By Adrian Blomfield, in Ras Lanuf and Richard Spencer in TDT 06 Mar 2011
"We could see the Gaddafi forces centred around Tripoli," Dr Fox said. "We could see a de facto partition of the country."
As he spoke, Libya was veering towards open civil war.
Government troops launched assaults on three rebel-held towns: Zawiya 30 miles to the west of Tripoli, Misurata 120 miles to the east, and the oil port of Ras Lanuf, taken by the opposition on Saturday.
To the west of Ras Lanuf, the Libyan leader aimed to repel a gathering rebel advance on his birthplace of Sirte 100 miles to the west.
Bombed from the skies and confronted by a barrage of artillery fire and katyusha rockets, the rebels' disorderly ranks cracked and then broke as fighters fled back to the town in panicked disarray, abandoning vehicles, weapons and even wounded comrades on the battlefield.
The government was meanwhile launching an equally ferocious propaganda offensive, claiming to journalists in the capital Tripoli and on state television to have recaptured large parts of the east of the country including Misurata, Ras Lanuf, Ajdabiya and Tobruk, and to have "driven out al-Qaeda".
None of these claims appeared to be true, but neither did it appear that Ras Lanuf was fully in rebel hands.
From the tops of buildings, loyalist sympathisers took up sniper positions and bursts of automatic gunfire echoed through the town.
For the first time on the eastern front, the rebels' lack of discipline counted heavily against them.
Defying orders to consolidate control, hundreds of volunteers had poured along the coast to the village of Bin Jawad, 15 miles to the west, on Saturday.
But under cover of darkness, loyalist forces took up positions within buildings in the village and on high ground around it to ambush the outnumbered rebels as dawn broke.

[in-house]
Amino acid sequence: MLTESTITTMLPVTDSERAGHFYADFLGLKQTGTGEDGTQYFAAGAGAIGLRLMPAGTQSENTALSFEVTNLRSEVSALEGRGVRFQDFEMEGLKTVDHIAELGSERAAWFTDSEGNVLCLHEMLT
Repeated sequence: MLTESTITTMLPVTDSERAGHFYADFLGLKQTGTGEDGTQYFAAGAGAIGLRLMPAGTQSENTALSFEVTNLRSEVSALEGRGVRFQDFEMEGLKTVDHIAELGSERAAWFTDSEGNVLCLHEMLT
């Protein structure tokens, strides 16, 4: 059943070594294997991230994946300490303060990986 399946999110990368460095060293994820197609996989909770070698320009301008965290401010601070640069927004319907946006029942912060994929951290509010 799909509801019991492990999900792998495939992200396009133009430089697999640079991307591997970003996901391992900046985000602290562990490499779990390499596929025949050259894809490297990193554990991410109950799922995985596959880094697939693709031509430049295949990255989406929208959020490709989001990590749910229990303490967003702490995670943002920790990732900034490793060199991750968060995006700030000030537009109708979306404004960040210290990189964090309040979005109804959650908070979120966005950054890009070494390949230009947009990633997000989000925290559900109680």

Overwhelmed by superior firepower, the overextended rebel lines collapsed under the ferocity of the battle.
"I felt like I had no weapon," said Jamal el-Goradi, a Libyan who worked in a doughnut shop in Denver, Colorado until he flew home to join the uprising late last month.
"I didn't even shoot one bullet, I just felt bullets coming at me, bombs coming at me. They had no mercy, they just wanted to kill us all."
The air force then began the most sustained aerial bombardment yet.
Sukhoi and MiG fighter jets dropped bombs and fired missiles, while helicopter gunshipsstrafed rebel positions and rockets landed close to rebel positions.
The onslaught appeared to have sapped the rebels' morale, and on Sunday night their hold appeared to be visibly disintegrating.
Libya's third city, Misurata, came under heavy tank fire. However, a spokesman for the rebel side insisted the city stayed in their hands.
In Tripoli, government officials seemed confused by the speed of events. Shooting had broken out in the capital shortly before 6am, which witnesses described as sounding like fighting.
However, officials insisted that the shooting came from citizens "celebrating the government's victory".
They later retracted most of their claims, but by then pro-Gaddafi crowds were pouring through the streets firing assault rifles into the air.
"We have beaten the enemy," said one man in Green Square, where about 2,000 people had gathered.
"Our land is free. There is no America. Everyone knows we support our leader here."